A public service message for people who audition for community theater productions: If you should receive a call from the producer of a production, offering you a role different from that for which you had wished, please remember these points:
1. The producer is not enjoying this task. She (let’s say it’s a she) wishes very much to be delivering the news you had hoped for: i.e., that you were cast in the lead. She can’t give you that message. She sympathizes with your disappointment. She feels awful.
2. The producer is not being paid for any of her work in this production. None. She’s giving up a nice Monday evening to call you and many other soon-to-be-disappointed thespians. She’s going to spend a whole lot of time in the next few weeks on this production not being paid, forgoing income-generating and non-income-generating-but-enjoyable adventures to create a little bit of Theatre with which to entertain the community. She will often wonder why she’s doing so, no more than when she faces tasks like calling you.
3. There are other roles in the play, good and important roles, and you have been selected above all others to play one of these roles. Every role is critical to the success of the show. She really wants you to take this role, because it will make the play as good as it can be.
4. Turning down a role that you don’t want is understandable. Someone else might be available, someone who will be pleased to have a chance on the stage, and sometimes it’s better to let that other person shine.
5. Taking a role you didn’t expect to be offered is cool. You can learn from doing such a thing. This might be your chance to shine in new ways.
6. Telling the producer that you’ve been living your wished-for role for months and that her show will suck is not cool.
7. Subsequently calling the theater and telling the director that he blew it by not casting you, and that your dad will not be in the show either because you were not given the role you wanted, and then hanging up on him, is extra not cool.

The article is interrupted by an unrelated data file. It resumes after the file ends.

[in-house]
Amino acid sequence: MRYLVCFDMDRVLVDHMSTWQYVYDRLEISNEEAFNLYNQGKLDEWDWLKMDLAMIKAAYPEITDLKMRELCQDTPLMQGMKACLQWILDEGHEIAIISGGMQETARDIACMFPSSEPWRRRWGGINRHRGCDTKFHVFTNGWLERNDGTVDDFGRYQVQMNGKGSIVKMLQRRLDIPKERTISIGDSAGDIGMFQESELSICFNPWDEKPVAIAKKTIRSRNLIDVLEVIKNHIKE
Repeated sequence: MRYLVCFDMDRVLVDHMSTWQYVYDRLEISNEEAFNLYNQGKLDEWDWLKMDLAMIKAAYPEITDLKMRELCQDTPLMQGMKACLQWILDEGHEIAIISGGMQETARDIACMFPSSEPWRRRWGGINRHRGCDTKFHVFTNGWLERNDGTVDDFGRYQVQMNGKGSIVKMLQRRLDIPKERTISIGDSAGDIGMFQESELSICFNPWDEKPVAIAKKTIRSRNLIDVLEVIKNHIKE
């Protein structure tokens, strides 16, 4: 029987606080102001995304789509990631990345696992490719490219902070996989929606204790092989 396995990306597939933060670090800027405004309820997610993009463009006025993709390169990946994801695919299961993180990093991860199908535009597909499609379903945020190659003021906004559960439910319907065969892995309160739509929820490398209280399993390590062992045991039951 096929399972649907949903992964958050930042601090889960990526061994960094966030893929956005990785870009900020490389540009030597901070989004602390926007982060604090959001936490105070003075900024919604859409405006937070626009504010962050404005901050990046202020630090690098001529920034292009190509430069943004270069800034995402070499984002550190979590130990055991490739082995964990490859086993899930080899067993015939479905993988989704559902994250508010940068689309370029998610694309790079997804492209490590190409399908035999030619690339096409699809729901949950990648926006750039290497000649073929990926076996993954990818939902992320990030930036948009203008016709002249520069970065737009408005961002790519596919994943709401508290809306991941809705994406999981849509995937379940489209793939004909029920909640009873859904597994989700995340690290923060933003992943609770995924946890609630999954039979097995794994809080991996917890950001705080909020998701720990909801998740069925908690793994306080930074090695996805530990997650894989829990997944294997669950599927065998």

But let’s assume for the moment that you’re leaning toward the cool side.
8. If you don’t know what to say, don’t say anything for moment. Take a breath. If you feel you need a moment to think, say you’ll call back. (Make sure you know which number to call.) Walk around outside, splash some water on your face, scream. Splash more water. Then call back and say yes, you’d be happy to take the part.
I promise you’ll be glad you did.
Anyway. So, tonight we completed much of the casting of Romeo & Juliet at the Butler Little Theatre.
Given the makeup of the cast — two strong women’s roles, several strong young men’s roles, many small but important roles — and the profile of the Butler Little Theatre acting pool — many young women, few young men, some older folk who also happen to be parents of the young people who are most likely to go out for the play, and all of whom have varying degrees of talent and professionalism and ability to perform in a full-scale theater production — this was a difficult task.
I’m only the producer. In our theater the director holds almost all the control of a production. The producer does the footwork, chases people down, tracks expenses, etc. It’s more fun than I’m making it sound, at least sometimes. But there’s no power in it, and no glory.
Casting is not one of the fun times. Tonight was, in short, a bitch.
The good side is that from here out it’s easy. There’s lots to do, but I know the show will turn out well, that the process will be challenging but engaging, and that I’ll be proud of the result.